Don’t let the Italian apron fool you, this is genuine Salvadoran cooking. The pupusa is friend on both sides like a pancake and served with a traditional curtida slaw and salsa roja. That’s it. No recipe here, I could not see anything being measured. It is a learned tradition, handed down in each family.
Allow me just one more comment. As you can see from the pictures, this event brings people together from many cultures of the world. From places where hatred and strive cause hardships and much suffering. Yet here, at this festival, in in this country, people of different backgrounds, different cultures, can live as friends and enjoy the crafts and traditions of one another. This is the quilt that is the real America. I only wish there were not so many tears and holes in that quilt.
First published in Our Arts Magazine on October 8, 2017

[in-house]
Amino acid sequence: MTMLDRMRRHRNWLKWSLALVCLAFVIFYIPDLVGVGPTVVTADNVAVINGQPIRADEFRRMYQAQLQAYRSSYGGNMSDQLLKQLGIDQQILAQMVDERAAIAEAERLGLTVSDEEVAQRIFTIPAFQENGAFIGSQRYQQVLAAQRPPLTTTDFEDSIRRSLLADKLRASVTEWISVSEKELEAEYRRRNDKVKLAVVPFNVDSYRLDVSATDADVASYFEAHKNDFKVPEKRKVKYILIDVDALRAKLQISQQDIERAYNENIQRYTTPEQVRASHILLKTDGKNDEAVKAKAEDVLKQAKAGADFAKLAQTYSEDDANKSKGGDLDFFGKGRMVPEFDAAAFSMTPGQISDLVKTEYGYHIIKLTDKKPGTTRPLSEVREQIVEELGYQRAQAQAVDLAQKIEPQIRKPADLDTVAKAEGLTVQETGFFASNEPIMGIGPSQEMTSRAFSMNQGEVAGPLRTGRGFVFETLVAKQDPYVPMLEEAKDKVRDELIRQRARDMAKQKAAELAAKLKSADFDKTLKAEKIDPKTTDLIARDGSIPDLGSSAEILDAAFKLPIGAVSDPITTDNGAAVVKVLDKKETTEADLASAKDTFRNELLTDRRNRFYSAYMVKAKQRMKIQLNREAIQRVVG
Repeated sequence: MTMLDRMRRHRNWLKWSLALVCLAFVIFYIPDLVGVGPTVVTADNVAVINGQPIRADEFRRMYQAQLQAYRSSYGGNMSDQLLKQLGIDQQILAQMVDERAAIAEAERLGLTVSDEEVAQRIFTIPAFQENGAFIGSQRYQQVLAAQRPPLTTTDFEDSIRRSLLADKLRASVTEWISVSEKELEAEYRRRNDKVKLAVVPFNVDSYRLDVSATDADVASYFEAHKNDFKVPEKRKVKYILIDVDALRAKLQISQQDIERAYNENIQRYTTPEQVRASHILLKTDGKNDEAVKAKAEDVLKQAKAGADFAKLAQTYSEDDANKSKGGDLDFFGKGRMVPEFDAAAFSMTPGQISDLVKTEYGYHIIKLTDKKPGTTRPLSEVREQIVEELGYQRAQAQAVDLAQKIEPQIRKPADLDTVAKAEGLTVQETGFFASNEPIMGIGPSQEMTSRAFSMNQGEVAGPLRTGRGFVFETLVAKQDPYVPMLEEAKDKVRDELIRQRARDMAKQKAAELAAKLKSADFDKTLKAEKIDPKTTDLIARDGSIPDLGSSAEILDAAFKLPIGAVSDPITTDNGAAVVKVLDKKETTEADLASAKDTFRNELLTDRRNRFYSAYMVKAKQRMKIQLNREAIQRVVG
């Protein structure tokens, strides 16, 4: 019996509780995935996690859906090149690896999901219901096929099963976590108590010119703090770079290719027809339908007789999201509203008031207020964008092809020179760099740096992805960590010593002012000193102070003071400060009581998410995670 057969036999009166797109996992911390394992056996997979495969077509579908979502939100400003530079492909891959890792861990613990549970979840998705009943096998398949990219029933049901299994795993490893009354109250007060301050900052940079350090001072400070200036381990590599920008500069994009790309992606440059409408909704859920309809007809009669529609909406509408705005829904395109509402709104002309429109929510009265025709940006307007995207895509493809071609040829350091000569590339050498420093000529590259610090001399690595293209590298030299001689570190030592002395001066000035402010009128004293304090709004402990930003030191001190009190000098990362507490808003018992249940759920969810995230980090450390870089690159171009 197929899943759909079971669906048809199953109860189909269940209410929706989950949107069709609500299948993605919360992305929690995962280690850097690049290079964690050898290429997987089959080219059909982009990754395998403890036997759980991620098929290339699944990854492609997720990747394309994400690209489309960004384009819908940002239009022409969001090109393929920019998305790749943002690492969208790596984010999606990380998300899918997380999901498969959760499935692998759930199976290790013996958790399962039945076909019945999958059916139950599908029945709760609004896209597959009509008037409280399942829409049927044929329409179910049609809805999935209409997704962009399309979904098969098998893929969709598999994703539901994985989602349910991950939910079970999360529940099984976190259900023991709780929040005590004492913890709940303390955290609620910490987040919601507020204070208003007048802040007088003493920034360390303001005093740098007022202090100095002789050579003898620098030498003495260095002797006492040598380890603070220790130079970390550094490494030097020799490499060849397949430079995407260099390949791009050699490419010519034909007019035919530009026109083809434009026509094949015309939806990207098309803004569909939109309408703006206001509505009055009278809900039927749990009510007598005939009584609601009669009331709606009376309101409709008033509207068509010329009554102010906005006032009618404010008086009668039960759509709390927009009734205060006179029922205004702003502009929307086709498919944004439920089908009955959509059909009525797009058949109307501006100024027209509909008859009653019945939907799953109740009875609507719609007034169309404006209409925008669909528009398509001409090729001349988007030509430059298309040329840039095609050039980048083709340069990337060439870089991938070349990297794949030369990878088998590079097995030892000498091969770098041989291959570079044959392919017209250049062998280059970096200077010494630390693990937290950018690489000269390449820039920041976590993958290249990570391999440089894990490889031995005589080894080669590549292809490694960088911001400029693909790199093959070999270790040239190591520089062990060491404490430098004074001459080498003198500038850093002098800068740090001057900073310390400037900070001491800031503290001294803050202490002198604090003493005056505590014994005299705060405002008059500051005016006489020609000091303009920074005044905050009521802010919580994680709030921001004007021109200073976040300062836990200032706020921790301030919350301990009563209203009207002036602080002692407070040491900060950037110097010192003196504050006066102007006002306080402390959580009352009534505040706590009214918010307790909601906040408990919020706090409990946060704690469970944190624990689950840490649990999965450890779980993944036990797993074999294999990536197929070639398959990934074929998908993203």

Our illustration here shows an image of a worksite with some shovels stuck in dirt on the left. Clearly that is a photograph. Then it blends into some colorful “satin tiles”, digital art, on the right. It is even signed. Clearly not a photograph. Yet the right part was derived from the photo of the work site, it is a digital manipulation. It would be quite a stretch, and unacceptable by most, to call the right part a photograph.
We have wonderful digital tools these days that permit us to do magical and imaginative things. These tools allow us to use an image as if it were just paint on a brush and let our creativity roam. An art form usually called “digital art”. Let’s take a look at a couple more images.
Here we have another photograph and a, well, digital art. We are getting closer to the question of our topic. Any doubt in your mind as to the distinction? Would it matter if I told you that I spent more time on post-processing the image of the building than the one of the dancers? Would it matter that I removed a sign in front of the bushes and a gutter grate from the drive to avoid those distracting elements? Is the image of “The Little White House” still a photograph?